Moving out is very scary and intimidating. I can still picture myself, covered in blankets and squeezing my plushie to my chest while crying on my new matress which was laying on the dusty ground of my new room. That´s how my first night in my new living situation went. But this will be discussed in another post.
Today, I want to talk about how it feels when your real home changes. Whatever this may be to you. It could be your parent´s house, in which you grew up, your best friend´s house, where you experienced your first sleepover and your first hangover or it could be the park bench that offered you comfort and a moment of stillness whenever you had a lot to think about.
The concept of „Home“ is very abstract and as individual as the variations in which it comes. However, in my case home is primary my family as well as my friends. Sure, the house in which I made my first steps means a lot to me, but I feel home wherever my family is.
That´s why I was quite shocked, when my brother told me, that he is going to change location. For me, this sentence could be easily replaced with „yup, that´s it, family is no more“. I´ve always reacted very strong to changes. When I graduated high school, I was devastated. Suddenly, the hardly working drinks vending machine was all I longed for and the thought of getting up at 5 AM for school had the same effect on me like the thought of waking up in a dreamy mansion with a fully prepared, fancy brunch á la Gossip Girl already waiting for me.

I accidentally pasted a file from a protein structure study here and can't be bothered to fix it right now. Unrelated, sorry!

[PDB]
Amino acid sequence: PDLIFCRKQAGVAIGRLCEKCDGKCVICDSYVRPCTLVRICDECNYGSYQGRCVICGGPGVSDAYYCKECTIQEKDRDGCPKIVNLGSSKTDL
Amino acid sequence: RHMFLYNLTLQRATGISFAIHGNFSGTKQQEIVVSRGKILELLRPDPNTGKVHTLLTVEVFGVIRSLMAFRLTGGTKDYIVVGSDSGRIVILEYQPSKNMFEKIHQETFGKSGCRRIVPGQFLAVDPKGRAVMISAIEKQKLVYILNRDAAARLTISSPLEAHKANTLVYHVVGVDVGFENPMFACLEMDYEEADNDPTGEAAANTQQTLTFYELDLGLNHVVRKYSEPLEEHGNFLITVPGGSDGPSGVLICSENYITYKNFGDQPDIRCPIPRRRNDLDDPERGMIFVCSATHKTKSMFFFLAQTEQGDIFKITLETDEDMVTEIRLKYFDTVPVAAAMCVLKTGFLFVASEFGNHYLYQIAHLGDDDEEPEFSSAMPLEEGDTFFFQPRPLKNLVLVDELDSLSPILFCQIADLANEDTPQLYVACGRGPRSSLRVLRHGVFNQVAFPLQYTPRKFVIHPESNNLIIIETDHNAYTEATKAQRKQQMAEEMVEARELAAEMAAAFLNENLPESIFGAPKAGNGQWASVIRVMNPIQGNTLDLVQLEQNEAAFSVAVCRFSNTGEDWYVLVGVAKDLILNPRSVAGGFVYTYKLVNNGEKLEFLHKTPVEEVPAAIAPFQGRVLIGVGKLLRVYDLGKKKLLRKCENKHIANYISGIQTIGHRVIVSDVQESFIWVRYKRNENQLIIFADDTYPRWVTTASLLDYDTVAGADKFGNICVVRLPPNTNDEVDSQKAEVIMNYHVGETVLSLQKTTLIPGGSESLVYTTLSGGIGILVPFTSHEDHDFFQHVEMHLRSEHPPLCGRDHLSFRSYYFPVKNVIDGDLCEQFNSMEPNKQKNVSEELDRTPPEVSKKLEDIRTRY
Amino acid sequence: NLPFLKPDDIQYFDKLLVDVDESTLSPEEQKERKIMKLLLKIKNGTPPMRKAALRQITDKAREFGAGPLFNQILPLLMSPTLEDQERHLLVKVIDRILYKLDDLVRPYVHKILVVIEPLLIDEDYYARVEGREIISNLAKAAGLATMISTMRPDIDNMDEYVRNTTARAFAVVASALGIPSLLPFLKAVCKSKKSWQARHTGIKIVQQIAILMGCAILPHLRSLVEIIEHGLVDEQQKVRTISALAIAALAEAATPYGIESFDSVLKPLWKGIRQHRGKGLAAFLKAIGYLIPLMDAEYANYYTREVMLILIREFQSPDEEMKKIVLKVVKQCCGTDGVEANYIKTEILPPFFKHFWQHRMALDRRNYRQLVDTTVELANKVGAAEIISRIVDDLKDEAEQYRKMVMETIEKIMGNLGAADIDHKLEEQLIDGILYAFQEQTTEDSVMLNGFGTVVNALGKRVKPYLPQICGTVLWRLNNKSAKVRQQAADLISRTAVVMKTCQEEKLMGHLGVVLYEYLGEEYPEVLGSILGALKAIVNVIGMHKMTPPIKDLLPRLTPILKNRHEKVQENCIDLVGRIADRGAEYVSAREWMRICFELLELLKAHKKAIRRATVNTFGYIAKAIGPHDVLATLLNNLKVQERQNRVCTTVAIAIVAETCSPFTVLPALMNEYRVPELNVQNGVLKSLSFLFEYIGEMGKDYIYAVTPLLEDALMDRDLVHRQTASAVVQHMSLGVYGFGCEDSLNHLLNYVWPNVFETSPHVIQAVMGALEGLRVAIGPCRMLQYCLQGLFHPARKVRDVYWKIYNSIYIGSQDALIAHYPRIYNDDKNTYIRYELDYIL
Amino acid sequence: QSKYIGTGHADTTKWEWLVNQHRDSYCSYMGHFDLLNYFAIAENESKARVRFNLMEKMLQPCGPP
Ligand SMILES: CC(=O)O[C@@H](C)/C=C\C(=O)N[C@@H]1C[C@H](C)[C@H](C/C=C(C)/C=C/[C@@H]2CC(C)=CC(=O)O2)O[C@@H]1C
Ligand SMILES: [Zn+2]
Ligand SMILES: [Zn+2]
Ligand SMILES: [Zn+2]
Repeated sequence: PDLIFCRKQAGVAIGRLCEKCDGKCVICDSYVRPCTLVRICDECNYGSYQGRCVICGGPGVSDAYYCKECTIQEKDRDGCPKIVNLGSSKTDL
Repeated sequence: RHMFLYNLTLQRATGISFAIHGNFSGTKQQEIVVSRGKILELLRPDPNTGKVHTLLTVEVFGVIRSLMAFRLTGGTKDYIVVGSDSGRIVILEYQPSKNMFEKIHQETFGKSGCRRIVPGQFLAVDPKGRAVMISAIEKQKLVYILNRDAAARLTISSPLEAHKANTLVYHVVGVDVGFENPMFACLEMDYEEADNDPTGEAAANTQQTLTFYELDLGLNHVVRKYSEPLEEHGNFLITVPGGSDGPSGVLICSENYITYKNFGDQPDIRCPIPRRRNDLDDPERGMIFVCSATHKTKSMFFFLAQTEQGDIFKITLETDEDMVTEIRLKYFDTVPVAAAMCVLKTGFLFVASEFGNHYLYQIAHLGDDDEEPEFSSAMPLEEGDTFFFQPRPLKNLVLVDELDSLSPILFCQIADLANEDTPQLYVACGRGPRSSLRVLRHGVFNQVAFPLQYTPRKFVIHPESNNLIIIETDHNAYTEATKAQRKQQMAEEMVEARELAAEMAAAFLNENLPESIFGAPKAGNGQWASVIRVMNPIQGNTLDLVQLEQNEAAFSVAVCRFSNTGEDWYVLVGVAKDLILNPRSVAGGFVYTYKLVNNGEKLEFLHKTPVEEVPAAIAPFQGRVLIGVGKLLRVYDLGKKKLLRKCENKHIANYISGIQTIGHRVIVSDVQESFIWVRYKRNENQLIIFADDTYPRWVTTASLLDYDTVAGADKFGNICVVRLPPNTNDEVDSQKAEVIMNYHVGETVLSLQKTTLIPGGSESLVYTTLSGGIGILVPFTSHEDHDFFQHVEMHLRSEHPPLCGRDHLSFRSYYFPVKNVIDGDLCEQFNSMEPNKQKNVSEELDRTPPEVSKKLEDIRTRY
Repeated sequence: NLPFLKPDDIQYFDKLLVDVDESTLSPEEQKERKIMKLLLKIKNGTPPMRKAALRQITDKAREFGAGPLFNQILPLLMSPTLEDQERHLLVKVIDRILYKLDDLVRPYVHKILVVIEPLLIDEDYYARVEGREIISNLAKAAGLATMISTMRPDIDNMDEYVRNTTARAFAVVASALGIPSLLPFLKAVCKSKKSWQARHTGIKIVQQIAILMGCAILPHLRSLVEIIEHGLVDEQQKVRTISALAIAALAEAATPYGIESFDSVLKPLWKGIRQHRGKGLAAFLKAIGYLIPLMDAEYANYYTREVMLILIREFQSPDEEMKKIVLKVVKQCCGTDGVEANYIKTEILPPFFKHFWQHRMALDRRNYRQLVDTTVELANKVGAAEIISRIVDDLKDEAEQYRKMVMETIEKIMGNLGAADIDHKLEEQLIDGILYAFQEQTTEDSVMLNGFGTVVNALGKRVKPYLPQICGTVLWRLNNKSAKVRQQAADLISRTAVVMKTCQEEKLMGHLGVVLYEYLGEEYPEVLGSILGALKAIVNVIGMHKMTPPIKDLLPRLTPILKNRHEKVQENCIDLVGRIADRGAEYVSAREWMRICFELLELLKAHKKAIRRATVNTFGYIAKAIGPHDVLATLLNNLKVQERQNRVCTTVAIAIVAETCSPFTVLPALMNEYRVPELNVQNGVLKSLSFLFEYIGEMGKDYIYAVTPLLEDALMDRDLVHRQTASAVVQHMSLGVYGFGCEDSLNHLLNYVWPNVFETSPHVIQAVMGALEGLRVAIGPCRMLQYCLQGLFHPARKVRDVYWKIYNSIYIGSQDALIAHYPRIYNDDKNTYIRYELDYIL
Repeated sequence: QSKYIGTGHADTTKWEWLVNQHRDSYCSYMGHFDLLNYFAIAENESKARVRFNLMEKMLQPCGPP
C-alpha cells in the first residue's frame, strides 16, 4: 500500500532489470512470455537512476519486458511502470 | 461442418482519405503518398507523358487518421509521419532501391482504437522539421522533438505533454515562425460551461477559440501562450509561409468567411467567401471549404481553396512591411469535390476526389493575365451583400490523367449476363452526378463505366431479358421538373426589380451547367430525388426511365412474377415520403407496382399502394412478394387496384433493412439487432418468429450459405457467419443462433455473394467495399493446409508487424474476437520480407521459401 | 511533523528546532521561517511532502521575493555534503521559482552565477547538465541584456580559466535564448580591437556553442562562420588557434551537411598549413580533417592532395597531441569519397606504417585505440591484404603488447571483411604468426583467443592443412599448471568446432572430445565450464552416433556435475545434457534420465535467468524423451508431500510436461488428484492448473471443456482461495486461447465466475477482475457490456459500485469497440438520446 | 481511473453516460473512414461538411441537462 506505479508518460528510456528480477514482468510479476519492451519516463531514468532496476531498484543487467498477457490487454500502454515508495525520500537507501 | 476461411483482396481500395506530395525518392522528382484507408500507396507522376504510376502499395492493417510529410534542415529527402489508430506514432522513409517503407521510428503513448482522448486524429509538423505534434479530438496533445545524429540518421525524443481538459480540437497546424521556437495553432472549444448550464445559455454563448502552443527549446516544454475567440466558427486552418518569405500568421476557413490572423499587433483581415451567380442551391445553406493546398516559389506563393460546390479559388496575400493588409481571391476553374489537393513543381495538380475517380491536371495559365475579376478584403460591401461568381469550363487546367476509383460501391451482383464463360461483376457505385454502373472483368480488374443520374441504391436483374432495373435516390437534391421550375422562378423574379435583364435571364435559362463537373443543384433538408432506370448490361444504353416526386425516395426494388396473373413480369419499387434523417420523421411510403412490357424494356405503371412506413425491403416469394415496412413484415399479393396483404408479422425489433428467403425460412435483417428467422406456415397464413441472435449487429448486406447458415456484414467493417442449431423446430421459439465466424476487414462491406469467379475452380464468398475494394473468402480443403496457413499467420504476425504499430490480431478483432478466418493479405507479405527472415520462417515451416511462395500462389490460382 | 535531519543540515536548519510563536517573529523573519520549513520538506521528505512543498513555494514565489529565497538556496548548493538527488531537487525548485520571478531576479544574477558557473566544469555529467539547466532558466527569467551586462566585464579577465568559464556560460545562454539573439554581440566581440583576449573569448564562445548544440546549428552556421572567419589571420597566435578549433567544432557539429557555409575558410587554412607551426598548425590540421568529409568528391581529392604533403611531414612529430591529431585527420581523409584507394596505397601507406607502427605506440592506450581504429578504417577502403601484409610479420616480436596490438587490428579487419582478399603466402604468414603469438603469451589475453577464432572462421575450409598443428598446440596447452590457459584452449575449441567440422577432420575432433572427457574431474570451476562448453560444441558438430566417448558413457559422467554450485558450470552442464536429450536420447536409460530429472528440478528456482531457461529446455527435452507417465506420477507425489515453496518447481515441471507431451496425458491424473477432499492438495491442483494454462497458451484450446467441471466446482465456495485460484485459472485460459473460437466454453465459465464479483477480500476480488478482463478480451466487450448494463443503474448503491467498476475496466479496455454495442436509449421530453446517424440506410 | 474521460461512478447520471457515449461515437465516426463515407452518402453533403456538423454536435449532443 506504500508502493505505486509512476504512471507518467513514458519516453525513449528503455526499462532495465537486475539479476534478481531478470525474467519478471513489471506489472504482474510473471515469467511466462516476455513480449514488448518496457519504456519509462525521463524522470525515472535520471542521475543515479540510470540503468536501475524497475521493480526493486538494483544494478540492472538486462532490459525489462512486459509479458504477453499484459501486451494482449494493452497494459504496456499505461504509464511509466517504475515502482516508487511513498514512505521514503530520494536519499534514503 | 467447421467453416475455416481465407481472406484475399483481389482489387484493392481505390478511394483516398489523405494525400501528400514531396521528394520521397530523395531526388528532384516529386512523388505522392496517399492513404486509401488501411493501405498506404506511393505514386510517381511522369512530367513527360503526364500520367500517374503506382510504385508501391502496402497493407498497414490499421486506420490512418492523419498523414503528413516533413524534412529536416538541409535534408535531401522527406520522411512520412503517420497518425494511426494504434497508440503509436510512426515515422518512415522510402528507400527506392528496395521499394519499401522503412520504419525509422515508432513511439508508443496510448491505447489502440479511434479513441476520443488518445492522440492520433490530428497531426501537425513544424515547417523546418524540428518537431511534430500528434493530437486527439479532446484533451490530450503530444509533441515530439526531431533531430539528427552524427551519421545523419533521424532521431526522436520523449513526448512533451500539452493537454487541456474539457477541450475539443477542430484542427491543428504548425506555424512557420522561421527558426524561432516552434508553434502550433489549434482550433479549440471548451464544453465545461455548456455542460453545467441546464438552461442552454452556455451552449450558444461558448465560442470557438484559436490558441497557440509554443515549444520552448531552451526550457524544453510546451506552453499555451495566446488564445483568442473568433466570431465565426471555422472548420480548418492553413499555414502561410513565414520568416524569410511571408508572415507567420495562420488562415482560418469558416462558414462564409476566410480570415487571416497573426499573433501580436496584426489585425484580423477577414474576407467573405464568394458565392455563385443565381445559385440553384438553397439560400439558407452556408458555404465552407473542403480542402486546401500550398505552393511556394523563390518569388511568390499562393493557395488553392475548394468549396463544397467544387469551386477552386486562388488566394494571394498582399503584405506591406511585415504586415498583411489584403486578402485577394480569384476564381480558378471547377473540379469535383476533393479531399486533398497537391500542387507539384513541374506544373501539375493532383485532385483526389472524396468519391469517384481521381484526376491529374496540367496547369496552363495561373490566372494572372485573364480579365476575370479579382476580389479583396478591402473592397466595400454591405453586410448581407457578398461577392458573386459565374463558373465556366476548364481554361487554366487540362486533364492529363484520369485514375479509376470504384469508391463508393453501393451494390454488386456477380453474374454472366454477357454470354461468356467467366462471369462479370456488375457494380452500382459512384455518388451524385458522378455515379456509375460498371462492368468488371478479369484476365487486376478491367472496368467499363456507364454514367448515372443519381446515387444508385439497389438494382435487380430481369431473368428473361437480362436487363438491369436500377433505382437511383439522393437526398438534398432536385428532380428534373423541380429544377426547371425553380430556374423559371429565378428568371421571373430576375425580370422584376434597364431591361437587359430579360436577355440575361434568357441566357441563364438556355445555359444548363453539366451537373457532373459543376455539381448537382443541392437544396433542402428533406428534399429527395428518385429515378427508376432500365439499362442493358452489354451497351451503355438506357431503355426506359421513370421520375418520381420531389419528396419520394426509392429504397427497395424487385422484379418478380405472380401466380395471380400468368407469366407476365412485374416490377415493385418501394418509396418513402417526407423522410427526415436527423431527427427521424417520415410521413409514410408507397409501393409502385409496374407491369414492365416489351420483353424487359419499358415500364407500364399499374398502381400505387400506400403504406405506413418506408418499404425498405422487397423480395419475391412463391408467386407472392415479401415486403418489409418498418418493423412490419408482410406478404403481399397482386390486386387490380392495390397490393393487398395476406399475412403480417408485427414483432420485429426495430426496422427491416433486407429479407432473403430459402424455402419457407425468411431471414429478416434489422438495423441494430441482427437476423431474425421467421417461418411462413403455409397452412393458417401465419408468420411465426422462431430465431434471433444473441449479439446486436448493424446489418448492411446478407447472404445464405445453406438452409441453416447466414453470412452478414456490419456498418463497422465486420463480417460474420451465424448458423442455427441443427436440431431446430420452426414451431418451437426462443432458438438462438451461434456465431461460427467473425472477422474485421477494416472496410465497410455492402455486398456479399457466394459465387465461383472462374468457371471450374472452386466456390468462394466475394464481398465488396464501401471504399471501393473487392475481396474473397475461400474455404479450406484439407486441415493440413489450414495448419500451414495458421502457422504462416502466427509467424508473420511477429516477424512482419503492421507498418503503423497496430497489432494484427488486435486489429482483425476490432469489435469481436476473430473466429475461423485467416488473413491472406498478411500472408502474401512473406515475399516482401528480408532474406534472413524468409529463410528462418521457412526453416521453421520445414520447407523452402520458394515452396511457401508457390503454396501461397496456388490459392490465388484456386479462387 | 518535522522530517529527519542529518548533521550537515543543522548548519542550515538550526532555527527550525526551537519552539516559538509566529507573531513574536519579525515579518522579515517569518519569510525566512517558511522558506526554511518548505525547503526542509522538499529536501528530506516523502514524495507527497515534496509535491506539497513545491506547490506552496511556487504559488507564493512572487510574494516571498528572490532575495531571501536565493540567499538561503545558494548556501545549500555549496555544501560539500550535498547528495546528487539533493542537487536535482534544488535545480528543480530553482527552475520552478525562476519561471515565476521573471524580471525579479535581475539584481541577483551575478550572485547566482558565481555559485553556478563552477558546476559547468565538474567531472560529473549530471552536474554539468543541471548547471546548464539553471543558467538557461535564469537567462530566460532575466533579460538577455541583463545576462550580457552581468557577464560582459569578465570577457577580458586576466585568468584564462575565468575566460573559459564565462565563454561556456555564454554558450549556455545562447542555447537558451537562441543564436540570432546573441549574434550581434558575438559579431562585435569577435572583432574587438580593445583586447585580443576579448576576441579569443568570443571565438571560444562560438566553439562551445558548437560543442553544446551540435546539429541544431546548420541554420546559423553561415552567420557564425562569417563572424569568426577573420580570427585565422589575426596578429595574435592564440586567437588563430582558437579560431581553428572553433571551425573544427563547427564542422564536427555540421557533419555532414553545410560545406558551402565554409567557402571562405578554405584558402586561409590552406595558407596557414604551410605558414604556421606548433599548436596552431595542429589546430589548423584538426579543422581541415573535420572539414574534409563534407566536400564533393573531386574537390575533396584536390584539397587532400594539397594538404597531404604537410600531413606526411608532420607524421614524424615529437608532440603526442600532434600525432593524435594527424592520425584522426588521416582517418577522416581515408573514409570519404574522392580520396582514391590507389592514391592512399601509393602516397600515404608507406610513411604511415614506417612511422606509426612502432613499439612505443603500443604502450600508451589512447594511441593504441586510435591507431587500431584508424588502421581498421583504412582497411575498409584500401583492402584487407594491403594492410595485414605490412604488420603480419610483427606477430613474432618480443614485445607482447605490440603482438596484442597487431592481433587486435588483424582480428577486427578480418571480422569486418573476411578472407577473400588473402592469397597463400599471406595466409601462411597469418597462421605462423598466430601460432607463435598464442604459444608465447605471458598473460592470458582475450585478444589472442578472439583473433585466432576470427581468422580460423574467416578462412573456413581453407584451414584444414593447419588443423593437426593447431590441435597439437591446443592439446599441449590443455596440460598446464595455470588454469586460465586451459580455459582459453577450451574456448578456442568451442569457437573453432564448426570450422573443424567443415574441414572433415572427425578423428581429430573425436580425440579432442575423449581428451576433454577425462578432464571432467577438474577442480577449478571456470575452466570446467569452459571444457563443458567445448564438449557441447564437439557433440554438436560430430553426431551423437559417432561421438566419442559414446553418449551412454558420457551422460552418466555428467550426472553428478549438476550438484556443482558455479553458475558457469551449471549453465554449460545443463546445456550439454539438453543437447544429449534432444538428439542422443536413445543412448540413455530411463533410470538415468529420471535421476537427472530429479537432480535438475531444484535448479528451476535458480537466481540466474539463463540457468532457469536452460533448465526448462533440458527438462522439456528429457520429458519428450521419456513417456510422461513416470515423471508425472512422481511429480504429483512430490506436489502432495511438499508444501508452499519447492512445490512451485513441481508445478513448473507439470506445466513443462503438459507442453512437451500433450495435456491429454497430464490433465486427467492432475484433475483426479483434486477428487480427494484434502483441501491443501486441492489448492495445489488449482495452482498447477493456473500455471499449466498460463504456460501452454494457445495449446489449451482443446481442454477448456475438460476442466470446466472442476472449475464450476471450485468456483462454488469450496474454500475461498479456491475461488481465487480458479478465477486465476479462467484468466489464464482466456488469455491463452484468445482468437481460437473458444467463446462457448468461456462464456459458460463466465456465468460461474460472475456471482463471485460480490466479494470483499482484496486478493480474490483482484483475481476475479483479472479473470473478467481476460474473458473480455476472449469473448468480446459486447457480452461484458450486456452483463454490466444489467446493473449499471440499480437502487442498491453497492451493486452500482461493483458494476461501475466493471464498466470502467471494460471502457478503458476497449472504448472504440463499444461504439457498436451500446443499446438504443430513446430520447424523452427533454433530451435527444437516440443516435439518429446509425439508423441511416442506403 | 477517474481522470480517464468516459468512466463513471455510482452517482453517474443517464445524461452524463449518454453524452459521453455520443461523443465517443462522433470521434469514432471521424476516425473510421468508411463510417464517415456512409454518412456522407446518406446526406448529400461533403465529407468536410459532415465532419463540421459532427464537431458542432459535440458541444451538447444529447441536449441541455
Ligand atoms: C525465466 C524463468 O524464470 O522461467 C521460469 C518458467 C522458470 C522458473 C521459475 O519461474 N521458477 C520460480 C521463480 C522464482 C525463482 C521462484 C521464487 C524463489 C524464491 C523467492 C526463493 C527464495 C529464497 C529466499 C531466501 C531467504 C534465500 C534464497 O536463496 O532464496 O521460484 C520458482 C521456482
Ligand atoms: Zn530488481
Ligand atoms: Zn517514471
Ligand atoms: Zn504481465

In short: I was a mess. While my friends burned their papers and essays, casually living their best lives, I was watching every school-related romcom, looking at pictures which have been taken during classes or breaks, wondering what the f is life even? So, when my mind processed, that my brother won´t be there anymore, whenever I decided to visit my family over the weekend, the dramatic ass in me pressed the ALARM! CATASTROPHE! – button, fully prepared to change into fighting mode.
But then, something weird happened: I stopped her. I took some breaths. I actually smiled and told my brother „Oh great, I´ve always wanted to see that city, (which was a lie, until then, I hardly knew that this place existed) -make sure to have some blankets ready, when I come over“.
See, I guess that growing up is so packed with changes and you somehow get used to that. It affects everyone and everything. I figured, that changes don´t always have to be a bad thing or a potential threat. They can be a chance, too. Maybe even a contribution?
Of course I will miss my brother, that´s clear. But I know that I´m going to be fine once I get used to his empty room and the missing cloud of strong-men-deodorant whenever I enter the bathroom.
That´s what growing up is all about. Facing changes all the time and eventually becoming comfortable with that, because at the end of the day you will always have yourself to rely on.
So the next time a change appears, please switch head over heels to ALARM! CATASTROPHE! -mode. Just remember that you will be fine and that most of us look better in everyday clothes than in battle suits.